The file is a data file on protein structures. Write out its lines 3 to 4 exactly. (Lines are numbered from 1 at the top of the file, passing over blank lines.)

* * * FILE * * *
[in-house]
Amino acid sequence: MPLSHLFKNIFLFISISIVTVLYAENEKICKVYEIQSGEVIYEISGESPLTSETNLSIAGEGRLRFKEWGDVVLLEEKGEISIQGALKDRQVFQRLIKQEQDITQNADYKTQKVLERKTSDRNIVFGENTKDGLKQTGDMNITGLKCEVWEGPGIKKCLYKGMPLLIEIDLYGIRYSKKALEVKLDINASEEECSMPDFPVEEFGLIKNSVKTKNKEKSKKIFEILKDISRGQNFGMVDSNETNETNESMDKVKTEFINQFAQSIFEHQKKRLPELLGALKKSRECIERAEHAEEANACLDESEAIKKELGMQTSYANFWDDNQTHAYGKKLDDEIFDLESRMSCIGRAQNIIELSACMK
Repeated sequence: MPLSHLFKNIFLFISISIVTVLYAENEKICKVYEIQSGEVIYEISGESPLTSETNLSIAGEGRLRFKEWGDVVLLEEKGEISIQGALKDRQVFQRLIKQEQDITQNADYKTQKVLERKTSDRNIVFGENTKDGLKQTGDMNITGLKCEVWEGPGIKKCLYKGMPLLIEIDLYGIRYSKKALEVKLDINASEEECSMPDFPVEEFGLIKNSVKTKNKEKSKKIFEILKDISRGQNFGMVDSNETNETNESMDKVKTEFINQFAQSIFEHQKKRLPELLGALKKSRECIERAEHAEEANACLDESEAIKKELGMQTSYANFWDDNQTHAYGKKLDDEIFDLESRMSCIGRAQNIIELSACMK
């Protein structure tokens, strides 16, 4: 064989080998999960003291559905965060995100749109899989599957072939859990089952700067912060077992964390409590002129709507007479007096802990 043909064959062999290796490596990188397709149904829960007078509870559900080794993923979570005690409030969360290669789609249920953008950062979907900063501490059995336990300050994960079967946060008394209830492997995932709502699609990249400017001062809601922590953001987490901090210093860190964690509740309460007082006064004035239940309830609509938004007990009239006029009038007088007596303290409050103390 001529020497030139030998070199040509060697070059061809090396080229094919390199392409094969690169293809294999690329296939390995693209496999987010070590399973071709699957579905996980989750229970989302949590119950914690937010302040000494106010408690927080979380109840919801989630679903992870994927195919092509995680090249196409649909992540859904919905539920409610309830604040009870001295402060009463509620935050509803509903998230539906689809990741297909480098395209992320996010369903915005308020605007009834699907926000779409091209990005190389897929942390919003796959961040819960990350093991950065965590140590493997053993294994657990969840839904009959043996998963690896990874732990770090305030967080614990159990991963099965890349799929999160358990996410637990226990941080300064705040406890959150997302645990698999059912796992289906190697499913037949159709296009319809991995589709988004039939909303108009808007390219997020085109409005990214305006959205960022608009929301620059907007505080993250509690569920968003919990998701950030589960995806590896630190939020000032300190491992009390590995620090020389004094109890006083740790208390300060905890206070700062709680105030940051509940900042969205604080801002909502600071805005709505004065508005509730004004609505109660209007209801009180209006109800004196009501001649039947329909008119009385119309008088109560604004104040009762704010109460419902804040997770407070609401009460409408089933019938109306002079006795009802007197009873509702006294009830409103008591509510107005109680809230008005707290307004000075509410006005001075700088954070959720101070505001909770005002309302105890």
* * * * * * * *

Repeated sequence: MPLSHLFKNIFLFISISIVTVLYAENEKICKVYEIQSGEVIYEISGESPLTSETNLSIAGEGRLRFKEWGDVVLLEEKGEISIQGALKDRQVFQRLIKQEQDITQNADYKTQKVLERKTSDRNIVFGENTKDGLKQTGDMNITGLKCEVWEGPGIKKCLYKGMPLLIEIDLYGIRYSKKALEVKLDINASEEECSMPDFPVEEFGLIKNSVKTKNKEKSKKIFEILKDISRGQNFGMVDSNETNETNESMDKVKTEFINQFAQSIFEHQKKRLPELLGALKKSRECIERAEHAEEANACLDESEAIKKELGMQTSYANFWDDNQTHAYGKKLDDEIFDLESRMSCIGRAQNIIELSACMK
């Protein structure tokens, strides 16, 4: 064989080998999960003291559905965060995100749109899989599957072939859990089952700067912060077992964390409590002129709507007479007096802990 043909064959062999290796490596990188397709149904829960007078509870559900080794993923979570005690409030969360290669789609249920953008950062979907900063501490059995336990300050994960079967946060008394209830492997995932709502699609990249400017001062809601922590953001987490901090210093860190964690509740309460007082006064004035239940309830609509938004007990009239006029009038007088007596303290409050103390 001529020497030139030998070199040509060697070059061809090396080229094919390199392409094969690169293809294999690329296939390995693209496999987010070590399973071709699957579905996980989750229970989302949590119950914690937010302040000494106010408690927080979380109840919801989630679903992870994927195919092509995680090249196409649909992540859904919905539920409610309830604040009870001295402060009463509620935050509803509903998230539906689809990741297909480098395209992320996010369903915005308020605007009834699907926000779409091209990005190389897929942390919003796959961040819960990350093991950065965590140590493997053993294994657990969840839904009959043996998963690896990874732990770090305030967080614990159990991963099965890349799929999160358990996410637990226990941080300064705040406890959150997302645990698999059912796992289906190697499913037949159709296009319809991995589709988004039939909303108009808007390219997020085109409005990214305006959205960022608009929301620059907007505080993250509690569920968003919990998701950030589960995806590896630190939020000032300190491992009390590995620090020389004094109890006083740790208390300060905890206070700062709680105030940051509940900042969205604080801002909502600071805005709505004065508005509730004004609505109660209007209801009180209006109800004196009501001649039947329909008119009385119309008088109560604004104040009762704010109460419902804040997770407070609401009460409408089933019938109306002079006795009802007197009873509702006294009830409103008591509510107005109680809230008005707290307004000075509410006005001075700088954070959720101070505001909770005002309302105890």